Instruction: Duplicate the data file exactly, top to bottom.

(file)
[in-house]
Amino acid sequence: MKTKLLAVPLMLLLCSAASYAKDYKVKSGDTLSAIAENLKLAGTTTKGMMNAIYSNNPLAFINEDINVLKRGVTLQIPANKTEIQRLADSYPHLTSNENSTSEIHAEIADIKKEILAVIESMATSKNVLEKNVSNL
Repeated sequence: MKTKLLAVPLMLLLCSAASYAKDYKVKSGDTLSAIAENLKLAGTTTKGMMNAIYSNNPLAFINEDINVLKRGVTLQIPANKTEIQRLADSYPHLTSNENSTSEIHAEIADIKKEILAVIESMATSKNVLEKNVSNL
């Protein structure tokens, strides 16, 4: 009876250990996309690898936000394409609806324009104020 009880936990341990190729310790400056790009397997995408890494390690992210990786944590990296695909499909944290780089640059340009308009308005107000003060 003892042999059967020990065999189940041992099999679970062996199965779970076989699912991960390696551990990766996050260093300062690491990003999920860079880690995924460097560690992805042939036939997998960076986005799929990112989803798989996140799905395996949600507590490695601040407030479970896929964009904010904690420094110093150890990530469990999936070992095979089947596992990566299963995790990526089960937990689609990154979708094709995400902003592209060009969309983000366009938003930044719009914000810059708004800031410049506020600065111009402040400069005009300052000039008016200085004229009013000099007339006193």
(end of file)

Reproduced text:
[in-house]
Amino acid sequence: MKTKLLAVPLMLLLCSAASYAKDYKVKSGDTLSAIAENLKLAGTTTKGMMNAIYSNNPLAFINEDINVLKRGVTLQIPANKTEIQRLADSYPHLTSNENSTSEIHAEIADIKKEILAVIESMATSKNVLEKNVSNL
Repeated sequence: MKTKLLAVPLMLLLCSAASYAKDYKVKSGDTLSAIAENLKLAGTTTKGMMNAIYSNNPLAFINEDINVLKRGVTLQIPANKTEIQRLADSYPHLTSNENSTSEIHAEIADIKKEILAVIESMATSKNVLEKNVSNL
């Protein structure tokens, strides 16, 4: 009876250990996309690898936000394409609806324009104020 009880936990341990190729310790400056790009397997995408890494390690992210990786944590990296695909499909944290780089640059340009308009308005107000003060 003892042999059967020990065999189940041992099999679970062996199965779970076989699912991960390696551990990766996050260093300062690491990003999920860079880690995924460097560690992805042939036939997998960076986005799929990112989803798989996140799905395996949600507590490695601040407030479970896929964009904010904690420094110093150890990530469990999936070992095979089947596992990566299963995790990526089960937990689609990154979708094709995400902003592209060009969309983000366009938003930044719009914000810059708004800031410049506020600065111009402040400069005009300052000039008016200085004229009013000099007339006193």